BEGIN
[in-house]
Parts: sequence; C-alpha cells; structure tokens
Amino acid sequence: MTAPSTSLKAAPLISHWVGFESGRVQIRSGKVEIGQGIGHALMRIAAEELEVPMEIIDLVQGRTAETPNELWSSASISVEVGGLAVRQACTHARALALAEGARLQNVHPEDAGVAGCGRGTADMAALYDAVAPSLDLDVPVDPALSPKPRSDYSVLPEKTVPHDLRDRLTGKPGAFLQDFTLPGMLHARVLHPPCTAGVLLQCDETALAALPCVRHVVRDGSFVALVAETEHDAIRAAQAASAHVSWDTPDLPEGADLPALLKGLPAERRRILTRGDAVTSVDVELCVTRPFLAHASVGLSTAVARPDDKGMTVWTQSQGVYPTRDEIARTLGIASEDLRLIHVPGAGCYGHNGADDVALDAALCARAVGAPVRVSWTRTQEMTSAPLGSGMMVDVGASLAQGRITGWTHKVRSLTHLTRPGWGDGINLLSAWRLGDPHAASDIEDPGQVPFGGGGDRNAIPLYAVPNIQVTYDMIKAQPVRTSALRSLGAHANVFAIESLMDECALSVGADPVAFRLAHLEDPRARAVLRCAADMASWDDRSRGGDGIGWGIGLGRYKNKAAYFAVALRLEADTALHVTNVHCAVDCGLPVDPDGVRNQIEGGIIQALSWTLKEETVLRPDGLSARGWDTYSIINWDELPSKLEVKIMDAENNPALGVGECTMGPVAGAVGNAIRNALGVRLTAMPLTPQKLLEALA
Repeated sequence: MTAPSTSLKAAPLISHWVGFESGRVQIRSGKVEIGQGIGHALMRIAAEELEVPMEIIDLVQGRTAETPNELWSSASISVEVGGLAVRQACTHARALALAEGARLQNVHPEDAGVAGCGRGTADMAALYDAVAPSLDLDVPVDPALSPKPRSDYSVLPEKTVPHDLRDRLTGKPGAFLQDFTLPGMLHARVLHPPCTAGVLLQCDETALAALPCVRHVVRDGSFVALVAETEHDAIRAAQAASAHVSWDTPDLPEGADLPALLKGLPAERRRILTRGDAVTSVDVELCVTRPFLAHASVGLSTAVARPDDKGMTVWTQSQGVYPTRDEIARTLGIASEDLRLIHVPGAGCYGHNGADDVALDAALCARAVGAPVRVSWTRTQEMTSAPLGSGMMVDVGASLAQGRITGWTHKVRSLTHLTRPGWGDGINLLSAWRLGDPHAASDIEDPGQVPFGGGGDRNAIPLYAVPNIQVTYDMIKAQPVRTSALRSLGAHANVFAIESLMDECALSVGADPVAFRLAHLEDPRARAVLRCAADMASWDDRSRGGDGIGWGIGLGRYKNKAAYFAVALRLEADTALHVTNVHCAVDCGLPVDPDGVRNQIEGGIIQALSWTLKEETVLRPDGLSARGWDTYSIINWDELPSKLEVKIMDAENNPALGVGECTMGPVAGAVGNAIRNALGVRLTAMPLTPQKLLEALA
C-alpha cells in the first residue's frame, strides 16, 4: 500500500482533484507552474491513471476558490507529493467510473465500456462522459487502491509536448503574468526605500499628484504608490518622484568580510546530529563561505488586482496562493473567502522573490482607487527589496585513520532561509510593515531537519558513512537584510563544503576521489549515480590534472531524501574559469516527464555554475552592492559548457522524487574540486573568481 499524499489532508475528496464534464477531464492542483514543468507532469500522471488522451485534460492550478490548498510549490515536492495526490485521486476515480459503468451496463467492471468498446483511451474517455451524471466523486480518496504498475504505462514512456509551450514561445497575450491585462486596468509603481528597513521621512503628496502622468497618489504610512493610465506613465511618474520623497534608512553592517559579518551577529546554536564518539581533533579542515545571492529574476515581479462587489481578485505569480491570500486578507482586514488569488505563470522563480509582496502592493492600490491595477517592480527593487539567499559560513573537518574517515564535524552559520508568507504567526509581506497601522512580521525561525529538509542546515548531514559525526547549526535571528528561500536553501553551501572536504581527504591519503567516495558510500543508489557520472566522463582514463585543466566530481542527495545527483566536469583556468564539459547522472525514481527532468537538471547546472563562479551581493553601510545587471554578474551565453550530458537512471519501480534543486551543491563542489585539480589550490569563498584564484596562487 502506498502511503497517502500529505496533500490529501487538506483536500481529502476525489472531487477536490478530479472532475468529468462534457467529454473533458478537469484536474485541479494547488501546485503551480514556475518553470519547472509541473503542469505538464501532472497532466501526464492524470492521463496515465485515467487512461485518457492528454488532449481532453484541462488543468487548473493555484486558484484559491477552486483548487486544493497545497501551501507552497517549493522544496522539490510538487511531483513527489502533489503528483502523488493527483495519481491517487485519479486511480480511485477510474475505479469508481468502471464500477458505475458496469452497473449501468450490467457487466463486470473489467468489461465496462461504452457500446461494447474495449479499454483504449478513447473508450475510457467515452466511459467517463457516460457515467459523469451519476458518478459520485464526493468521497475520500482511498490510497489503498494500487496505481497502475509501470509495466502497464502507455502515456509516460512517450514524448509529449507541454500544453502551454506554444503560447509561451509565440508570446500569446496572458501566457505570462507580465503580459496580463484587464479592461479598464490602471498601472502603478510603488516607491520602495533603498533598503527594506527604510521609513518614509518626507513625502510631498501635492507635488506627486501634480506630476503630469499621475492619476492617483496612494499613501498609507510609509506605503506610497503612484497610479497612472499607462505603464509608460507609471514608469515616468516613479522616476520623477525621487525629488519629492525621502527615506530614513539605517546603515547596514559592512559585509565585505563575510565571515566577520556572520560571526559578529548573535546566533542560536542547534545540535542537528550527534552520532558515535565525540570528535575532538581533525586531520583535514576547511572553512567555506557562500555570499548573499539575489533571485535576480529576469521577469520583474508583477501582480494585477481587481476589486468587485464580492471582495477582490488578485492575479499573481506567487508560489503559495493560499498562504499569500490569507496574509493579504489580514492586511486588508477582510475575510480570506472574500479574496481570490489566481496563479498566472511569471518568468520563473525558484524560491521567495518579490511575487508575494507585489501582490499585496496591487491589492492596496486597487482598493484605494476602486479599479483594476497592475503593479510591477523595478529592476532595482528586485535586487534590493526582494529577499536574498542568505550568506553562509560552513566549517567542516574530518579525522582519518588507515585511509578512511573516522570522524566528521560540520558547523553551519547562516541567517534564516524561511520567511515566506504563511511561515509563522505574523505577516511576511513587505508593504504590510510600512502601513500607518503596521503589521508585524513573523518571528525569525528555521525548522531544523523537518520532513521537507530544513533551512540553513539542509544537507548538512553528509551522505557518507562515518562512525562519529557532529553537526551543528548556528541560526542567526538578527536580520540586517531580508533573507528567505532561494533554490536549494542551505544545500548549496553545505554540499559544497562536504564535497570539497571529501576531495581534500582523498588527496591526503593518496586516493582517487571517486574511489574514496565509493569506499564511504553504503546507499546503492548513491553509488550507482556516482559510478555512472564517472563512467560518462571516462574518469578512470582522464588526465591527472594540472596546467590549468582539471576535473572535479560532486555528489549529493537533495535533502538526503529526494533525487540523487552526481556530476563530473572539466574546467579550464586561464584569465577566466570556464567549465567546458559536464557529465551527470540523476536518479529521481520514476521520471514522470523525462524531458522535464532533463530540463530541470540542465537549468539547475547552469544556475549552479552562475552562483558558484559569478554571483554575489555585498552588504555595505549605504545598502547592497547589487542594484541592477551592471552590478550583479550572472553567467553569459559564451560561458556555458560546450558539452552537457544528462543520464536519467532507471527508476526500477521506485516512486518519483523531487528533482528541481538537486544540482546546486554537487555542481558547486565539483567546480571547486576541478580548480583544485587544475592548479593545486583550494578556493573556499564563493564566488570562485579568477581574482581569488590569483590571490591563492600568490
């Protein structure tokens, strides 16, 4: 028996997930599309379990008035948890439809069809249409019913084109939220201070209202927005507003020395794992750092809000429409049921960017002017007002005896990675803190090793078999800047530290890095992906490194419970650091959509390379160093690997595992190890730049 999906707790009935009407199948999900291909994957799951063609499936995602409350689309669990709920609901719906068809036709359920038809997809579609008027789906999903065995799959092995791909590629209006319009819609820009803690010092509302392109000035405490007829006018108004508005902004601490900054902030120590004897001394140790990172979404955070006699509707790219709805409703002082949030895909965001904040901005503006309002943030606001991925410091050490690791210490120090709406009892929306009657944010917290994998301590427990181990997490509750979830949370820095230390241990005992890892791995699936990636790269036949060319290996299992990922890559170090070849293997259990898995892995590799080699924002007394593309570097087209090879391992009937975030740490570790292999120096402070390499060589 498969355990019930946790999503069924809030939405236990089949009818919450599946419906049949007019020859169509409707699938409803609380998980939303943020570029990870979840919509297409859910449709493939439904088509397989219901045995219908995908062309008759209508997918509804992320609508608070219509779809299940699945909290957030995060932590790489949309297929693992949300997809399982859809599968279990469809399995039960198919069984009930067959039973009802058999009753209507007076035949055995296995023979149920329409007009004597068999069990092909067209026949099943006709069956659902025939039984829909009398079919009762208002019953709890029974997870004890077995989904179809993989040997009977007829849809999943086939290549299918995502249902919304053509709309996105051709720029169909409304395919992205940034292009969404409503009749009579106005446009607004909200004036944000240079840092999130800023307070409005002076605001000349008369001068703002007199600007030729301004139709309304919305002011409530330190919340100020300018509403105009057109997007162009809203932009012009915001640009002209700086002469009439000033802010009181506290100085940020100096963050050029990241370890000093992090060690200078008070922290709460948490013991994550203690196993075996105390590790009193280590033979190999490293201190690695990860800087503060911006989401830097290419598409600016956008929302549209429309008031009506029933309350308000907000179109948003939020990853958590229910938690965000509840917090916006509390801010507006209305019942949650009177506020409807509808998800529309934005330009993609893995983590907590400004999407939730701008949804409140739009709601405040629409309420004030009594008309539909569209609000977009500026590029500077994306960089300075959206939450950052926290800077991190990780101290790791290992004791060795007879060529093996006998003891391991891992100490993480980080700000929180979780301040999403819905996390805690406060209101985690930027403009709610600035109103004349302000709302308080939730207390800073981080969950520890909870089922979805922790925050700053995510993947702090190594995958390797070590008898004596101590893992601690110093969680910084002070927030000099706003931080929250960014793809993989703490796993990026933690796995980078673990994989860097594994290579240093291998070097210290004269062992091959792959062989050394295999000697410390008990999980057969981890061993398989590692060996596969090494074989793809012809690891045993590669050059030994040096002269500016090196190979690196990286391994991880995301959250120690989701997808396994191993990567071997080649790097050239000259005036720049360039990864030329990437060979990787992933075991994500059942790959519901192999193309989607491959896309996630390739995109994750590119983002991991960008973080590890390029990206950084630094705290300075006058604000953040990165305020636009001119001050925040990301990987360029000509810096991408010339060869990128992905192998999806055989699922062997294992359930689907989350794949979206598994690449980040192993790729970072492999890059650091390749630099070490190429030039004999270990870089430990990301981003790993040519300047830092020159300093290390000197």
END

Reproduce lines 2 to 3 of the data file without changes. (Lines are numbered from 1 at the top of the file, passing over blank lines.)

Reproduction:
Parts: sequence; C-alpha cells; structure tokens
Amino acid sequence: MTAPSTSLKAAPLISHWVGFESGRVQIRSGKVEIGQGIGHALMRIAAEELEVPMEIIDLVQGRTAETPNELWSSASISVEVGGLAVRQACTHARALALAEGARLQNVHPEDAGVAGCGRGTADMAALYDAVAPSLDLDVPVDPALSPKPRSDYSVLPEKTVPHDLRDRLTGKPGAFLQDFTLPGMLHARVLHPPCTAGVLLQCDETALAALPCVRHVVRDGSFVALVAETEHDAIRAAQAASAHVSWDTPDLPEGADLPALLKGLPAERRRILTRGDAVTSVDVELCVTRPFLAHASVGLSTAVARPDDKGMTVWTQSQGVYPTRDEIARTLGIASEDLRLIHVPGAGCYGHNGADDVALDAALCARAVGAPVRVSWTRTQEMTSAPLGSGMMVDVGASLAQGRITGWTHKVRSLTHLTRPGWGDGINLLSAWRLGDPHAASDIEDPGQVPFGGGGDRNAIPLYAVPNIQVTYDMIKAQPVRTSALRSLGAHANVFAIESLMDECALSVGADPVAFRLAHLEDPRARAVLRCAADMASWDDRSRGGDGIGWGIGLGRYKNKAAYFAVALRLEADTALHVTNVHCAVDCGLPVDPDGVRNQIEGGIIQALSWTLKEETVLRPDGLSARGWDTYSIINWDELPSKLEVKIMDAENNPALGVGECTMGPVAGAVGNAIRNALGVRLTAMPLTPQKLLEALA